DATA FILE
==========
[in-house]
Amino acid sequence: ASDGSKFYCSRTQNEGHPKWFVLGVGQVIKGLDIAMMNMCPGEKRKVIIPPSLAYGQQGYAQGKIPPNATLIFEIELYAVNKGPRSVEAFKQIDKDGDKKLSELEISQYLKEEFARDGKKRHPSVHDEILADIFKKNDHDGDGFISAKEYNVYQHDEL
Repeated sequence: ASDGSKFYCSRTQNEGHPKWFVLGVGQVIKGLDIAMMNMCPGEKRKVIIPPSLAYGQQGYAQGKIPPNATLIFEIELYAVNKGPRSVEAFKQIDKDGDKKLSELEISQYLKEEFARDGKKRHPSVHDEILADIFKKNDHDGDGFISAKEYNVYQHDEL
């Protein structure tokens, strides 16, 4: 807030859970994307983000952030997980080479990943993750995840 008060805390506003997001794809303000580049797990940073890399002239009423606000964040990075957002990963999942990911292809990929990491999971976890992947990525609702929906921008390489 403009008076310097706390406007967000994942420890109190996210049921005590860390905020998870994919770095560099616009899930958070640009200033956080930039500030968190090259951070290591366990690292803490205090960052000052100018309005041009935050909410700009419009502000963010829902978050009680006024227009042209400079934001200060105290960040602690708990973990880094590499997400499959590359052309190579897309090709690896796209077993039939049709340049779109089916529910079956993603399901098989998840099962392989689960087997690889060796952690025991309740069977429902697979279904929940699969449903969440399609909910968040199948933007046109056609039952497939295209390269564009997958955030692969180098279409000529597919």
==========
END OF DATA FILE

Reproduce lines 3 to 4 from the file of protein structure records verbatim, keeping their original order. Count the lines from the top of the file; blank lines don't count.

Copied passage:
Repeated sequence: ASDGSKFYCSRTQNEGHPKWFVLGVGQVIKGLDIAMMNMCPGEKRKVIIPPSLAYGQQGYAQGKIPPNATLIFEIELYAVNKGPRSVEAFKQIDKDGDKKLSELEISQYLKEEFARDGKKRHPSVHDEILADIFKKNDHDGDGFISAKEYNVYQHDEL
């Protein structure tokens, strides 16, 4: 807030859970994307983000952030997980080479990943993750995840 008060805390506003997001794809303000580049797990940073890399002239009423606000964040990075957002990963999942990911292809990929990491999971976890992947990525609702929906921008390489 403009008076310097706390406007967000994942420890109190996210049921005590860390905020998870994919770095560099616009899930958070640009200033956080930039500030968190090259951070290591366990690292803490205090960052000052100018309005041009935050909410700009419009502000963010829902978050009680006024227009042209400079934001200060105290960040602690708990973990880094590499997400499959590359052309190579897309090709690896796209077993039939049709340049779109089916529910079956993603399901098989998840099962392989689960087997690889060796952690025991309740069977429902697979279904929940699969449903969440399609909910968040199948933007046109056609039952497939295209390269564009997958955030692969180098279409000529597919």